Monday, September 12, 2011

A Life Reduced

I don't bother with my neighbours much. It really isn't all that friendly of a street, which is okay with me. I'm not sure I want to live in a real life soap opera anyway. I would assume that our commonality is limited to geography, but lack the interest and time to be proven wrong.

Likewise, I don't pay much attention to their comings and goings, unless of course, it impacts me directly. They go about their business and I about mine; a polite wave exchanged when we pass each other on the street(with the exception of the freak who lives next door in his parents' basement and who gives me pause to wonder if I could get away with "but officer I really didn't see him dart out from behind the car" after I've run him down) - but I digress - that's a whole other post.

Lately I've noticed something; or I should say noticed someone missing. The old lady two doors over has generally been pretty low key. I am acquainted more with her ex-husband who moved out a number of years ago. Because she is alone, my Matthew has gone over a few times to shovel snow or rake leaves in return for her signature on his community service sheet. Other than that, we hardly see her. Except in the last little while, it occurs to me that I haven't seen her at all.

Then there was the dumpster - the kind people put on their driveways when a massive renovation is taking place. It was quite impressive; I would think large enough to practically take the house back to the bricks in order to start again. At first I thought "how cool - I don't know any old people who would bother with such an enormous undertaking". I mean really, I have elderly family for whom finally hiring an electrician to replace 60 amp service because they couldn't use the toaster and the microwave at the same time just about pushed them over the edge let alone entertaining the thought of retiring the 1970's wallpaper in the bathroom (darn this newfangled technology!) But then, the dumpster wasn't there for more than a week, and I didn't see any tradespeople coming and going.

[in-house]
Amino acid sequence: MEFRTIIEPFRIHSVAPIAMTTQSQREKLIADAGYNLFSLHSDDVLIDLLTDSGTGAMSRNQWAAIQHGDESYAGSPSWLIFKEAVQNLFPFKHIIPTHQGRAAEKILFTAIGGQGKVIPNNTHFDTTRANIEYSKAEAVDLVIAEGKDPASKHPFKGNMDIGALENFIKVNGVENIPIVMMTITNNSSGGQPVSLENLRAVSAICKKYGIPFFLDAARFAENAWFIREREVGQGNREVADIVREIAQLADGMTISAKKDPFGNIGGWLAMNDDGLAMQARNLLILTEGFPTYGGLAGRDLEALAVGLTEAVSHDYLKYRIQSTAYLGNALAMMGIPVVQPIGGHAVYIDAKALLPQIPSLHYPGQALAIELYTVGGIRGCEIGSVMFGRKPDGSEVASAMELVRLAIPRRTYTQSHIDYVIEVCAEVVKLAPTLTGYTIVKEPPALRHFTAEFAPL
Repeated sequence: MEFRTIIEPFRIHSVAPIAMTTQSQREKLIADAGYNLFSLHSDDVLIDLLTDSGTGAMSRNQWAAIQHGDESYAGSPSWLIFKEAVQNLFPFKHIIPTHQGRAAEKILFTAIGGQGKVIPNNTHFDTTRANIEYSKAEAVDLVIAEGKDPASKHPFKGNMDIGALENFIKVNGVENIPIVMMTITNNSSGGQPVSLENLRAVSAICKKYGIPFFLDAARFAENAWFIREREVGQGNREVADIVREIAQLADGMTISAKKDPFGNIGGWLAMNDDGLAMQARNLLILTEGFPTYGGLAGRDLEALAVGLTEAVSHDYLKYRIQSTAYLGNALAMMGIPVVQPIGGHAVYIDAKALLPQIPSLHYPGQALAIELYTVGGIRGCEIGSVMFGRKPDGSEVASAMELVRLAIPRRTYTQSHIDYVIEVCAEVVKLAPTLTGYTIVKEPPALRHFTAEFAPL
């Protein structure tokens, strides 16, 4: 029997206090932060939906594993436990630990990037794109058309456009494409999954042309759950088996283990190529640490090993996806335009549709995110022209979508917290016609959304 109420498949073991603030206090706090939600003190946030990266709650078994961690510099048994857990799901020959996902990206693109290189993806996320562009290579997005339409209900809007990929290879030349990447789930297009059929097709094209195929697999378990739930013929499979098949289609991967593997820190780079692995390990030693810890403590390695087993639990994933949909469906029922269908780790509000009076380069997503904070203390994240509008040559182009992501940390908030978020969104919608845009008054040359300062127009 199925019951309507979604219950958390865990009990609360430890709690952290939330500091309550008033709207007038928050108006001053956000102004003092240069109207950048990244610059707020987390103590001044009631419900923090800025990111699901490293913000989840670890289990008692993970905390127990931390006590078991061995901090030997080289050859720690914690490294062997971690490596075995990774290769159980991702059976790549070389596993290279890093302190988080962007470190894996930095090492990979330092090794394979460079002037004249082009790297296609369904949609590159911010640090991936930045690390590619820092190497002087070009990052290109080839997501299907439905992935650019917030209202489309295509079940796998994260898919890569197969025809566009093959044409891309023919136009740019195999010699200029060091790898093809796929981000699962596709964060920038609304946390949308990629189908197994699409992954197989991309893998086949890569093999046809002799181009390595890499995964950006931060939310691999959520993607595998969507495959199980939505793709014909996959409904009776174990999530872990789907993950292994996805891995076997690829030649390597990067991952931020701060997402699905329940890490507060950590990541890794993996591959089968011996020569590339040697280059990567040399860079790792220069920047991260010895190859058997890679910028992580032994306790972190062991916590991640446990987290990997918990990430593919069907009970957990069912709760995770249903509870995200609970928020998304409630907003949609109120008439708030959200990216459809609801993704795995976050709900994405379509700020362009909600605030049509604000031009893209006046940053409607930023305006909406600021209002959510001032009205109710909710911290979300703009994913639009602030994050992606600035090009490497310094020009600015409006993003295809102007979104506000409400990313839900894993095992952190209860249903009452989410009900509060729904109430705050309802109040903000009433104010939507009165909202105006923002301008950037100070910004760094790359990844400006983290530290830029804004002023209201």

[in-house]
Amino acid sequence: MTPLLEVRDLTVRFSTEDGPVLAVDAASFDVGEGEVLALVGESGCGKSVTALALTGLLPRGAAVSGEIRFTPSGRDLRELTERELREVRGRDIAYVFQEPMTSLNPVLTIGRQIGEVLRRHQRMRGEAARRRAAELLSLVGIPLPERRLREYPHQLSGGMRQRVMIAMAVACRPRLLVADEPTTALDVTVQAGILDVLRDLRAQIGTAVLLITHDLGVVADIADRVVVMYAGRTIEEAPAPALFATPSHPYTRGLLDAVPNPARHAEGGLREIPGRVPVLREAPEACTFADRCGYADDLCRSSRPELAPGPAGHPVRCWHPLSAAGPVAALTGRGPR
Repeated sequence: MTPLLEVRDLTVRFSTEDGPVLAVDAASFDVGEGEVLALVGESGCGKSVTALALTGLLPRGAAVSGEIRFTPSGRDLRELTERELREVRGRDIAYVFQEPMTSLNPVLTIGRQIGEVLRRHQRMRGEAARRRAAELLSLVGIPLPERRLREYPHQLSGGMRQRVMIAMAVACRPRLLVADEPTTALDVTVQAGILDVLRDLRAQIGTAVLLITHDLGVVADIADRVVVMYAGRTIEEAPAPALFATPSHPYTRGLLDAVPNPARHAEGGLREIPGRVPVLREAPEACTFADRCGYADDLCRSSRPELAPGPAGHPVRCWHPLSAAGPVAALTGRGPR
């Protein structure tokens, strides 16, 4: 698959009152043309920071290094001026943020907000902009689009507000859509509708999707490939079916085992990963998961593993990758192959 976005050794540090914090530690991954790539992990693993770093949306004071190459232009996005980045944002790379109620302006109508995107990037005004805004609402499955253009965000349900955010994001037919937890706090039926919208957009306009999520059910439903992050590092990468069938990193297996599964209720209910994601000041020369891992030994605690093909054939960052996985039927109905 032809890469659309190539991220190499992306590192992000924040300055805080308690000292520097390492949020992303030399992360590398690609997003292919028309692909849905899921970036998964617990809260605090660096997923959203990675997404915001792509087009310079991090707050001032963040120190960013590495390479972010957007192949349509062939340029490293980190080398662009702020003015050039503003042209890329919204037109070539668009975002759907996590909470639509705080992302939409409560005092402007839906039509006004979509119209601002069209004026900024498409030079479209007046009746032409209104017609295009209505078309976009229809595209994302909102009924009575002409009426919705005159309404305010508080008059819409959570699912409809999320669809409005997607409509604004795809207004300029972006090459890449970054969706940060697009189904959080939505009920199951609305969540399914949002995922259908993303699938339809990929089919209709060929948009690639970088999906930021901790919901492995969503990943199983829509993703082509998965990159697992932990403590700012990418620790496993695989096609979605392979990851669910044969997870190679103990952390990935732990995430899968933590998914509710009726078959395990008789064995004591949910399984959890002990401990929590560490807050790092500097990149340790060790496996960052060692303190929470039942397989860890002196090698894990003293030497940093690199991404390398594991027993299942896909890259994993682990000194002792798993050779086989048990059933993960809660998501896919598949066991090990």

Then there was the garage sale this past weekend. Actually no, not the kind you see where people put out assorted odds and ends on the driveway. This has been the mother of all garage sales - two full days - with enough items, large and small, to fill a small store. It seemed to be a full blown contents sale.  And while I have never understood the concept of putting one's unwanted 'stuff' on display on the front lawn for total strangers to examine, haggle over and purchase, I was loath to ignore the volume of traffic and the number of cars double parked on the street as they impeded my comings and goings somewhat.

Fascinating.... and sad. A life reduced, at least in the eyes of others, to the contents of a dumpster and a yard sale. Then my sadness turned almost to horror at the thought of people rummaging through my 'stuff' after I'm gone. Certain things which are meaningful only to me for reasons no-one else will ever understand - the antithesis of 'one man's junk is another man's treasure' (the obvious, if not misguided, inspiration for the modern day yard sale) left behind to be examined and judged by family and the cast-offs to be rummaged through by complete strangers. It is all very sad.

I shudder at the thought. I'm off to de-clutter my closet now......


Westcoast Walker said...

Someone I work with wisely stated that you spend the first half of your adult life accumulating stuff and the second half trying to get rid of it.

The post-mortem dumbster/garage sale scenario is kind of depressing... a good reminder that the stuff we own matters little in terms of defining our lives.

T said...

Postscript: The old lady is in a nursing home; I went outside to find a 'for sale' sign on the lawn, and apparently, the house sold in 3 days.